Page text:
Because of that, Sen. Arthur Orr, R-Decatur, said he doesn’t expect much for lawmakers to do regarding construction. Funding prison operations will be their focus.
“We’ve got to spend more money to hire more correctional officers,” Orr said.
“I think the governor does construction without us,” Ward said. “Construction alone isn’t going to fix this, but it’s part of the equation.”
Still, several lawmakers say they expect to be part of the new prison conversation.
“At some point, we have to appropriate the money,” Clouse said.
“Our main concern right now is: what is the price tag and can we afford it?” Marsh said. “At the end of the day, the Legislature has to fund it.”
And while Ivey’s efforts are focused on three new facilities for men, Rep. Daniels, the Democratic House leader, thinks replacing Tutwiler, the state’s main female prison, should be considered.
“You can’t have a conversation about the men’s facilities without including the women’s,” he said.
Rep. John Rogers, D-Birmingham, said he wants to make sure the state isn’t moving toward private prisons.
“A lot of folks are concerned that this will lead to the privatization of prisons and that’s the way it seems to be going,” Rogers said.
“Everyone is focused on just building more prisons and locking up more people but the problem is we can’t afford to do that in the sense that we can’t really find people who want to work in our prison systems,” Rep. A.J. McCampbell, D-Demopolis, said. “You’re creating a situation where you’re making it not only unsafe for the prisoners but also for those who would work there. We’re going to have to address the prison overcrowding and part of that is going to have to be some sort of sentencing reform. That’s probably the number one thing we’re going to deal with.”
Teacher, State Employee Raises
The state’s teacher shortage will likely be addressed in the education budget, Collins said. A study group in 2019 recommended nearly two dozen tactics for recruiting and retaining teachers, including higher salaries and better benefits and incentives for teachers in high needs areas.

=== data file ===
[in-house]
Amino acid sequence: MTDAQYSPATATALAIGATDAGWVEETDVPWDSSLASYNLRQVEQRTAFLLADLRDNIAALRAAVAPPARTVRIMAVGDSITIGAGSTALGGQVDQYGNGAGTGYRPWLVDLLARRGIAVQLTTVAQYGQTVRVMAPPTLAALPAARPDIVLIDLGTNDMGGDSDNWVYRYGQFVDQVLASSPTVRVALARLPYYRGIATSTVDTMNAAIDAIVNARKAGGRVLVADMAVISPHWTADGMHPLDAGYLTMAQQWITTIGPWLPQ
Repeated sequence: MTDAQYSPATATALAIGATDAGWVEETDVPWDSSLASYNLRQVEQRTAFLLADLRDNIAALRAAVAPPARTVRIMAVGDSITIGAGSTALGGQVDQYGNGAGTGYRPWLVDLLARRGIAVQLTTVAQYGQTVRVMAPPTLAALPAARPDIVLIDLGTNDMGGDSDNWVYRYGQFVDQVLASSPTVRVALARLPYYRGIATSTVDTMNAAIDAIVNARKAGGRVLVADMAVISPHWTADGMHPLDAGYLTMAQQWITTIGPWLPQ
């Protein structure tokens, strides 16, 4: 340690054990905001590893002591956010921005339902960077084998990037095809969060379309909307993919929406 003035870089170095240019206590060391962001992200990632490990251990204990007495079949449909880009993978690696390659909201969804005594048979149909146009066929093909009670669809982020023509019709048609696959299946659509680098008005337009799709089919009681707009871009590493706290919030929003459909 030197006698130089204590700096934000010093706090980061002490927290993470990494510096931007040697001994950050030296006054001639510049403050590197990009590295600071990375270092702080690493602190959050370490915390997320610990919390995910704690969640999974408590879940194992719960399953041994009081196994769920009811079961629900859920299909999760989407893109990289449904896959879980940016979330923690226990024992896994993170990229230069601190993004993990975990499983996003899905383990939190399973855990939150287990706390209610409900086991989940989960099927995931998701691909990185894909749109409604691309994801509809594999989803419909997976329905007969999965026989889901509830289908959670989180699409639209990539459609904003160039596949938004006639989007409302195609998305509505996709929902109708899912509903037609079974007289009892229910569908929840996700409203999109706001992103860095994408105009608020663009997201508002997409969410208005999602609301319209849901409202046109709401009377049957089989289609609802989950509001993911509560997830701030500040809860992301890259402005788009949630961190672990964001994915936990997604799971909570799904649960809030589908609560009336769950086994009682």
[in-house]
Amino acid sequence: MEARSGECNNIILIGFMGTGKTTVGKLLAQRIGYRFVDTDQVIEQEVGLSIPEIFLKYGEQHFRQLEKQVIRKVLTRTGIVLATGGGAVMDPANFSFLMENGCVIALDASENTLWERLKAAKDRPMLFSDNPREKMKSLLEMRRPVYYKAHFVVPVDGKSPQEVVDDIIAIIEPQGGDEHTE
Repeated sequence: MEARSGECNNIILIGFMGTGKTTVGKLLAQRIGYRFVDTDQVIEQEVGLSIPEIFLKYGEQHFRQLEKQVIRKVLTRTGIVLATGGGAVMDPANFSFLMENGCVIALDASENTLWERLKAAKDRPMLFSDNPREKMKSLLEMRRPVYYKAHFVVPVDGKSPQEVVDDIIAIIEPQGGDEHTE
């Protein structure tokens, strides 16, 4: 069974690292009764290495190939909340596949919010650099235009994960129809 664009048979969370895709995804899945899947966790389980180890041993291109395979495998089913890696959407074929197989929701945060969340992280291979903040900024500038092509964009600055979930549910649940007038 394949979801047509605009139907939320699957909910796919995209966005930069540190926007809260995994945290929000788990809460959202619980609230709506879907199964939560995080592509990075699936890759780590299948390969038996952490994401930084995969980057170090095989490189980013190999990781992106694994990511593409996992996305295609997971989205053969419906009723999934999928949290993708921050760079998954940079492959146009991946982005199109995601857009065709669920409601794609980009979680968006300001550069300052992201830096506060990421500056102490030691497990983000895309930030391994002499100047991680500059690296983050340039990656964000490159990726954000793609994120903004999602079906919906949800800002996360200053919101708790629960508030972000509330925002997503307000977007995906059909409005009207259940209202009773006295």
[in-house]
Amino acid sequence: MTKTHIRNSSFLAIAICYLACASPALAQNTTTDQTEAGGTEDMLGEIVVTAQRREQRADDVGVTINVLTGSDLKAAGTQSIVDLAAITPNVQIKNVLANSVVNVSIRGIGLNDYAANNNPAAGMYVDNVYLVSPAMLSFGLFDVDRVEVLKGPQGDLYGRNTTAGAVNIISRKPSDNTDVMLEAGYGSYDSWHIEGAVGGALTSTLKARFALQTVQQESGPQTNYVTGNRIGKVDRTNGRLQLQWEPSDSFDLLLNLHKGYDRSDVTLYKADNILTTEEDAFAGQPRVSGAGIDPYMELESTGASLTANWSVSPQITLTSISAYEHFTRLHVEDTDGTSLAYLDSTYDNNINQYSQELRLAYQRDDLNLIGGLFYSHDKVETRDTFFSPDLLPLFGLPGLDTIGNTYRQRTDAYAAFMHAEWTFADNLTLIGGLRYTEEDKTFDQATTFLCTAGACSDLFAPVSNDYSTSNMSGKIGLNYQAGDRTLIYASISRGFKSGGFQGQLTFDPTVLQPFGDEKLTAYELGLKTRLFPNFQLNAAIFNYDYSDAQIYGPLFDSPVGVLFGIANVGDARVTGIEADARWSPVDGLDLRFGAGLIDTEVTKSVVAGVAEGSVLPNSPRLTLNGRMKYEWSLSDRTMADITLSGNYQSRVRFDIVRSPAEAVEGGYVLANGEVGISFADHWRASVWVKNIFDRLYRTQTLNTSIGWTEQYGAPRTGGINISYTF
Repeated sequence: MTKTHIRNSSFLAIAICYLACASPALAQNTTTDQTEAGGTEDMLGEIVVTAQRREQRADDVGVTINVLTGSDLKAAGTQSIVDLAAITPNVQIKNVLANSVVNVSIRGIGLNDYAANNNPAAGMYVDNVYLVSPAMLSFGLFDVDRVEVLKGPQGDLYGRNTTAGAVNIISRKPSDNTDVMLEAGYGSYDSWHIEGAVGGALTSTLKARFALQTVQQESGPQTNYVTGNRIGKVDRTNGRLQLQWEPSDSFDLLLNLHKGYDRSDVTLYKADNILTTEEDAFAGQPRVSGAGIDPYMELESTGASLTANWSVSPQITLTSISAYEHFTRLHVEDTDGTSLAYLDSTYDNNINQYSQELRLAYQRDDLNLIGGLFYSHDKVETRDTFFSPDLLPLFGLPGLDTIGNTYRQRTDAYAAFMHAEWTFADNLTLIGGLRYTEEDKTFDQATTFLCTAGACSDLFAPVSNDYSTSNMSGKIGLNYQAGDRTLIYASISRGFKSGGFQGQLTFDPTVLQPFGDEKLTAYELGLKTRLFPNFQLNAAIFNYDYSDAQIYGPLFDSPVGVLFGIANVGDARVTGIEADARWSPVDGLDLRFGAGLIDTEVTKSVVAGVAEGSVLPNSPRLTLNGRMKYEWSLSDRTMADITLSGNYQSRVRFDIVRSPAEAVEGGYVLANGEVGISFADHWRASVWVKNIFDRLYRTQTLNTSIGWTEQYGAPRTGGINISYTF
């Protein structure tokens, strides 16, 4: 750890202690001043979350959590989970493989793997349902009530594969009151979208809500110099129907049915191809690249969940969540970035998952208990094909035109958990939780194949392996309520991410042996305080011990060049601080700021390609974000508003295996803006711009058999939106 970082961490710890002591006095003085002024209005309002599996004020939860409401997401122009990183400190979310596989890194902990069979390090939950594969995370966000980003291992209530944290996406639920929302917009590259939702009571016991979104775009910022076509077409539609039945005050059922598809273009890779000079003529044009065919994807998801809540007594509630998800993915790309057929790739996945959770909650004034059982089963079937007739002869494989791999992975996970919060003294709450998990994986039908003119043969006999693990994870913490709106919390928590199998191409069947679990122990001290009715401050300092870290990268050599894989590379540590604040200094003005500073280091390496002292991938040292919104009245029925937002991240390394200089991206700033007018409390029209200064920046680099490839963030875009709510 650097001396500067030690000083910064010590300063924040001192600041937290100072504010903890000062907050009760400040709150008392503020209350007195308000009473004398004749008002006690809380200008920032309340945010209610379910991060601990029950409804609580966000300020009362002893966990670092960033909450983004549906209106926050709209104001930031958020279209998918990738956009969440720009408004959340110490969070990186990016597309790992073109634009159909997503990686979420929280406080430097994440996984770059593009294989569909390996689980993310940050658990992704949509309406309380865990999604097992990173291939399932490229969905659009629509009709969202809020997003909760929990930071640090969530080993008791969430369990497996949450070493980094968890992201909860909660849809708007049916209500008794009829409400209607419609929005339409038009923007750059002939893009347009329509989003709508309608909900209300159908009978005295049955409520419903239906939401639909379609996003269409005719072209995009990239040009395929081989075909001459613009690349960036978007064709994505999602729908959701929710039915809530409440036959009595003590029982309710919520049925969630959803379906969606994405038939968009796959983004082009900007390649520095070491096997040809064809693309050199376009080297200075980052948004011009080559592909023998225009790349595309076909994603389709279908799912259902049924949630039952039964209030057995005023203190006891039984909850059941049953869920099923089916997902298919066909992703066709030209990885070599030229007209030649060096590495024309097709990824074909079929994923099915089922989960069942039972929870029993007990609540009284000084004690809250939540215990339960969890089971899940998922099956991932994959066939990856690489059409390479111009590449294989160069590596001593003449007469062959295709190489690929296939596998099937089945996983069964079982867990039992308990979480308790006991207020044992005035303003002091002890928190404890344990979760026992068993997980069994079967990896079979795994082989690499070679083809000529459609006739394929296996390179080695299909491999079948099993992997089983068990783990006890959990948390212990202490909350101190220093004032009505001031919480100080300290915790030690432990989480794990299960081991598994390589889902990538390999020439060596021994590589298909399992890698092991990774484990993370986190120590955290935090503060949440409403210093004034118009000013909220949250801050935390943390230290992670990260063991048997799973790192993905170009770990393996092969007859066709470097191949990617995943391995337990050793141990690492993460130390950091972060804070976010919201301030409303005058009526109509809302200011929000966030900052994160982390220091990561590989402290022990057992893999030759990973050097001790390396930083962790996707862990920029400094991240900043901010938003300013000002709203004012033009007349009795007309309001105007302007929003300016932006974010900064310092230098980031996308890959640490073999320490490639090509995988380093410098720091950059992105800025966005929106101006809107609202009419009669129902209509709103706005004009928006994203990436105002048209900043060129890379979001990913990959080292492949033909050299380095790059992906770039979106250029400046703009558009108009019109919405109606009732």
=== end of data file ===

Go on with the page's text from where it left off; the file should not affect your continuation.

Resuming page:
Orr, the Senate education budget chairman, said he favors paying teachers more instead of changing their benefits.
“Let’s pay them on the front end,” he said.
He also wants to see a focus on getting more STEM teachers.
“There is a tremendous need for teachers with expertise. So many systems don’t have enough of them,” Orr said.
McCutcheon and others said raises for public school educators and state employees are likely.
“Our economy is strong, our budgets are strong, so that’s part of the discussion – a raise for our educators as well as state employees,” McCutcheon said.
Orr said he expects raises for teachers in the range of 2% to 3%.
Lawmakers will also have to consider whether additional funding is needed for teacher or employee health insurance or retirement funding.
“The bottom line is that we want to protect their benefit packages, then raises will come once we’ve looked at those numbers,” McCutcheon said.
Advocates for medical marijuana, including Sen. Tim Melson, R-Florence, are trying again this year with legislation allowing people who have specified conditions access to cannabis.
A bill passed the Senate last year but had less support in the House.
“I think people need to put away their stereotypes and realize that people who need it really do need it,” Melson, a medical doctor, said. “It’s easy to be against something when your family member or friend or co-worker doesn’t need it. When someone you care about does, you realize the benefits.”
Melson said he’s been told the bill will get a vote on the House floor this year.
Last month, Alabama Attorney General Steve Marshall wrote to lawmakers to express his opposition to medical marijuana. First, he said, the substance is still banned under federal law. Second, Marshall than compared marijuana to opioids and said it is an addictive drug.
According to the National Conference of State Legislatures, 33 states allow for medical marijuana.
Melson’s bill has not yet been made public.
Alabama Daily News’ reporters Caroline Beck, Devin Pavlou and Abby Driggers contributed to this report.